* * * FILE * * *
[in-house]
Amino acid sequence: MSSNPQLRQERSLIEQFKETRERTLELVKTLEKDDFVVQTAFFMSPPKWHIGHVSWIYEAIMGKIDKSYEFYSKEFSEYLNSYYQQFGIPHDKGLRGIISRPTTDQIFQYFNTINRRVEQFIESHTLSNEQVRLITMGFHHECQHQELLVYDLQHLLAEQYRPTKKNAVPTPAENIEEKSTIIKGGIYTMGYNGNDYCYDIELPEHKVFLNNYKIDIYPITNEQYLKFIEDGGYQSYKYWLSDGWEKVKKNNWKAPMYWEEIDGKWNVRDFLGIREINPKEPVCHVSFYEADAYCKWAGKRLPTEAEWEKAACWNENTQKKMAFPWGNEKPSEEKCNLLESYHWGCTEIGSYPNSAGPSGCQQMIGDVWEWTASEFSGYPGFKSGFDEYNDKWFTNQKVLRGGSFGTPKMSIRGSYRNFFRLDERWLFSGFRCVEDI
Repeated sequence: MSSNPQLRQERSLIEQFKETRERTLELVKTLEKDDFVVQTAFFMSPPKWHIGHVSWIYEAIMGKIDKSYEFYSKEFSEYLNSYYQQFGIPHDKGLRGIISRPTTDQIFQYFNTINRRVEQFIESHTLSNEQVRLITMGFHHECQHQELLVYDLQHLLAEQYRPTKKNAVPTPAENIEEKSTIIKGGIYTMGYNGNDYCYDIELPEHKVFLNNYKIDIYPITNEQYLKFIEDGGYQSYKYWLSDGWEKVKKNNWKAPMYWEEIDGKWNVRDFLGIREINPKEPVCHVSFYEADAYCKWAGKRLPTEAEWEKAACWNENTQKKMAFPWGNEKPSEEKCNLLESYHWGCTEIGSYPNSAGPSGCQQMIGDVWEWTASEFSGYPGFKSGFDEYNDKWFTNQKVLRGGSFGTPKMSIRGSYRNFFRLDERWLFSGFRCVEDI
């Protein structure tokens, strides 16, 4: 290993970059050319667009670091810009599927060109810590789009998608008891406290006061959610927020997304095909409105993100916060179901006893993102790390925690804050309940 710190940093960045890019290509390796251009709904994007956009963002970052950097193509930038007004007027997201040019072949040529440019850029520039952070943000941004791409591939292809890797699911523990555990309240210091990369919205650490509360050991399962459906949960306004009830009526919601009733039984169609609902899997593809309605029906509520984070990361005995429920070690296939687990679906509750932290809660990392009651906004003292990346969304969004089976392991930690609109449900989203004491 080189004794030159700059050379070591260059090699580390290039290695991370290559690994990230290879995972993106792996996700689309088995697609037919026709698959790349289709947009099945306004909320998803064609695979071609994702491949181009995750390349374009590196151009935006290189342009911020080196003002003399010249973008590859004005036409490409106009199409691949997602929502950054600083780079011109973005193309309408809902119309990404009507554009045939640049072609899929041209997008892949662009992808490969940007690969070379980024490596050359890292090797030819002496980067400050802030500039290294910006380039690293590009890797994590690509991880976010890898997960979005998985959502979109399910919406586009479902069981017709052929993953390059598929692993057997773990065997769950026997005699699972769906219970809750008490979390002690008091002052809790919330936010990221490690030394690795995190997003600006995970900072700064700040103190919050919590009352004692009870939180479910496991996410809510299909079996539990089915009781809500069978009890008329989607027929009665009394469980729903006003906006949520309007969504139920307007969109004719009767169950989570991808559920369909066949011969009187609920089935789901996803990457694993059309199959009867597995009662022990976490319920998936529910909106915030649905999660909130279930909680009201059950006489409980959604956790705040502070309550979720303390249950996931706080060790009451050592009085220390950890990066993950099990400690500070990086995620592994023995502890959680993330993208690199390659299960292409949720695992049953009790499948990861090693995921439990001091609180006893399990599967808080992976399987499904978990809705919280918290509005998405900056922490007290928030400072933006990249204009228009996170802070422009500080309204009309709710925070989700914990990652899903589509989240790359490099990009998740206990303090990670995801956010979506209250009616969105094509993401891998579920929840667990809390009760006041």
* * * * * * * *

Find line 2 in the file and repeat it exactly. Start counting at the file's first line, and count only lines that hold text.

Amino acid sequence: MSSNPQLRQERSLIEQFKETRERTLELVKTLEKDDFVVQTAFFMSPPKWHIGHVSWIYEAIMGKIDKSYEFYSKEFSEYLNSYYQQFGIPHDKGLRGIISRPTTDQIFQYFNTINRRVEQFIESHTLSNEQVRLITMGFHHECQHQELLVYDLQHLLAEQYRPTKKNAVPTPAENIEEKSTIIKGGIYTMGYNGNDYCYDIELPEHKVFLNNYKIDIYPITNEQYLKFIEDGGYQSYKYWLSDGWEKVKKNNWKAPMYWEEIDGKWNVRDFLGIREINPKEPVCHVSFYEADAYCKWAGKRLPTEAEWEKAACWNENTQKKMAFPWGNEKPSEEKCNLLESYHWGCTEIGSYPNSAGPSGCQQMIGDVWEWTASEFSGYPGFKSGFDEYNDKWFTNQKVLRGGSFGTPKMSIRGSYRNFFRLDERWLFSGFRCVEDI